1. The Korean party has instant access to a proven distribution network (retail outlets) or supply chain and the non-Korean has a product that easily fits into this supply chain.   Often this, however, is best addressed through a distribution/license agreement and, not, a joint venture agreement, but in some cases the joint venture makes sense.  Be careful, often a joint venture is not necessary and changed circumstances can kill the relationship.
  2. The industry is an industry closed to foreigners (few industries in Korea as closed to foreigners - ie. publishing) and the Korean party needs the expertise or money of the non-Korean party in order to succeed in the industry.  Be careful, needs often quickly change and, often, these industries are heavily regulated and, often, lead into a money pit that you will never dig anything out of.   Knowing the governor does not mean that you will receive government support.  Everyone in Korea has contacts, however, few are able to capitalize on these contacts, thus, don't be sold a can of hooks.
  3. The non-Korean party is broke and, thus, unable to commercialize an invention and the Korean party is in need of a new product line or has spare manufacturing capacity.   Be careful, the learning curve may not be as great as you think and this you may not be needed for too long.
  4. The industry is a niche industry with only a handful of players and the non-Korean can receive instant access to one of the main players through the joint venture and the Korean is able to gain access to the technology through the joint venture.  Typically, this is a joint venture between a Korean conglomerate (chaebol) and a multinational company.  Often these relationships are fleeting and lead us to many hours in arbitration.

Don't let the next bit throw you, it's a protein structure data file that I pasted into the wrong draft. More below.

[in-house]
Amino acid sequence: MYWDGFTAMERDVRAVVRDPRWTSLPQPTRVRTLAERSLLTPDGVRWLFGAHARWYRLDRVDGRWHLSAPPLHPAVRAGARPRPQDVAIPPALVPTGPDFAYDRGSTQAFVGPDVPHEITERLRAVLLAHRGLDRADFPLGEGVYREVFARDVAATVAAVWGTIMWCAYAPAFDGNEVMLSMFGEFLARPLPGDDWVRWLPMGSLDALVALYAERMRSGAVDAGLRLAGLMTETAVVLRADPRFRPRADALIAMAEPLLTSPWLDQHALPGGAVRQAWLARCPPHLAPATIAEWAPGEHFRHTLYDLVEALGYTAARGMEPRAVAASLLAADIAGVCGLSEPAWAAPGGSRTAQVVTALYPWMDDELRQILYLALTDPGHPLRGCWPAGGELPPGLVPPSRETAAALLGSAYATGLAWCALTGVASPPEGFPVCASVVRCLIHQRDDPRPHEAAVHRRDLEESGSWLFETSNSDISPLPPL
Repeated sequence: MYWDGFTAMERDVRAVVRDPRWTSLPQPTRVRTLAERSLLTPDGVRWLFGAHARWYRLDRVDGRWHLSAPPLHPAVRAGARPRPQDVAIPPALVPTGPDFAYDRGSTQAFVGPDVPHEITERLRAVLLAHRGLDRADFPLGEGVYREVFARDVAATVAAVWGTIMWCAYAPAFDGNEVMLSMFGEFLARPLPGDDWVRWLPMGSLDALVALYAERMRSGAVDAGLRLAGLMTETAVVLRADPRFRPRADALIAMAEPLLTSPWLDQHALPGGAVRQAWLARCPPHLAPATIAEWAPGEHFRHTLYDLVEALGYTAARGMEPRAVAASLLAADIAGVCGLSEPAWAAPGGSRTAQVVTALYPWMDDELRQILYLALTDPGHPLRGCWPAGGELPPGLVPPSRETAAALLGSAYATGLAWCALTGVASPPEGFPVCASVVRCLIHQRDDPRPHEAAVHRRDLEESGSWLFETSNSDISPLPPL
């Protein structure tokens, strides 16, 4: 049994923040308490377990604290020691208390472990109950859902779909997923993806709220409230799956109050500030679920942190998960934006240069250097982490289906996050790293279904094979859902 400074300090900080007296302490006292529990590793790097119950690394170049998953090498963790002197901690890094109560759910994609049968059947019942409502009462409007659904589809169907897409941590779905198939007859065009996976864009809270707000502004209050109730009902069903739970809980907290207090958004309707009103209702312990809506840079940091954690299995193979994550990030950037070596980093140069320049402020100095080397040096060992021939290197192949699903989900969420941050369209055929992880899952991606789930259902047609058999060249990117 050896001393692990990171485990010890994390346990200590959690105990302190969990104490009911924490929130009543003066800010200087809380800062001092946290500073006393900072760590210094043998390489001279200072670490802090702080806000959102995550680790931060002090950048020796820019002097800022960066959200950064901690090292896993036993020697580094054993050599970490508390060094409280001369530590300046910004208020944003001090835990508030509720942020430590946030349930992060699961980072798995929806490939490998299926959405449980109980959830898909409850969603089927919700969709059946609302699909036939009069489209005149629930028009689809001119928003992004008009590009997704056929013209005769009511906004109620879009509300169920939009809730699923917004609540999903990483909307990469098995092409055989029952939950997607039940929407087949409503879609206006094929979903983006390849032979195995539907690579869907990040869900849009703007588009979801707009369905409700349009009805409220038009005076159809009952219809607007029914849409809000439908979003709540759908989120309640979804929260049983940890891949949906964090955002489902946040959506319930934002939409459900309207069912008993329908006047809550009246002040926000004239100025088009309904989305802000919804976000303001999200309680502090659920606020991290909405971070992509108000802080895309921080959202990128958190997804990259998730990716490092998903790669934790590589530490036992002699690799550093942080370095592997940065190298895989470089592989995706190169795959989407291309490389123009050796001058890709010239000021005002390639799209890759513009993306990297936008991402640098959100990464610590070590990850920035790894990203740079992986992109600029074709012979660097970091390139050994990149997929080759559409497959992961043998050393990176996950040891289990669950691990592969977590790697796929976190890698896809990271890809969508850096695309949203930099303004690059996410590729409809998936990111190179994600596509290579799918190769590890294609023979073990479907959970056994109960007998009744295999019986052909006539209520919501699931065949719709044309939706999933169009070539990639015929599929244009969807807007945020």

If you have money, have the expertise in doing business in Korea (or can hire experts), are not in a  regulated industry, carefully consider the market, have a local guide and are not in a need of joint venture because of the nature of the business - forgo the risk of a joint venture and hit road in Korea on your own.

Other articles that may be of interest;
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SeanHayes@ipglegal.com

IPG is engaged in projects for companies and entrepreneurs doing business in Bangladesh, Cambodia, China, Korea, Laos, Myanmar, the Philippines, Vietnam and the U.S.

www.ipglegal.com

Common Conflicts in Korea Between Joint Representative Directors


A typical issue that we assist multinational companies solve is disputes between companies with two representatives.  One representative director is appointed to the role by a Korean shareholder and the other representative director is appointed to the role by the foreign shareholder.

Usually, the Korean side representative director is deemed the Joint Representative Director (JRD)/President and the foreign representative director is the JRD/Vice-President. 

JRD/President is, normally, via the Joint Venture Agreement (JVA) given power over HR, Sales and Marketing, Production and the JRD/Vice-President is given power over Finance, Quality Control and Engineering.

Disputes arise, frequently, because of JRD/President delegating his powers to an agent with the JRD/President retiring to a home in Hawaii (common with Korean conglomerates who often given these positions in suppliers to retired employees of the conglomerate), stepping into the other JRDs discretionary powers, the inability of the JRD/Vice-President to receive cooperation from Korean employees of the company, lack of cooperation of the JRD/President, lack of updates from the JRD/President and ignoring JVA proscriptions.

We find these issues are caused by hastily drafted joint venture agreements/shareholder agreements, lack of a clear understanding of the roles by each side, the lack of job specifications and the foreign shareholder being too quick to consider a "great opportunity" without much consideration of "obvious risks."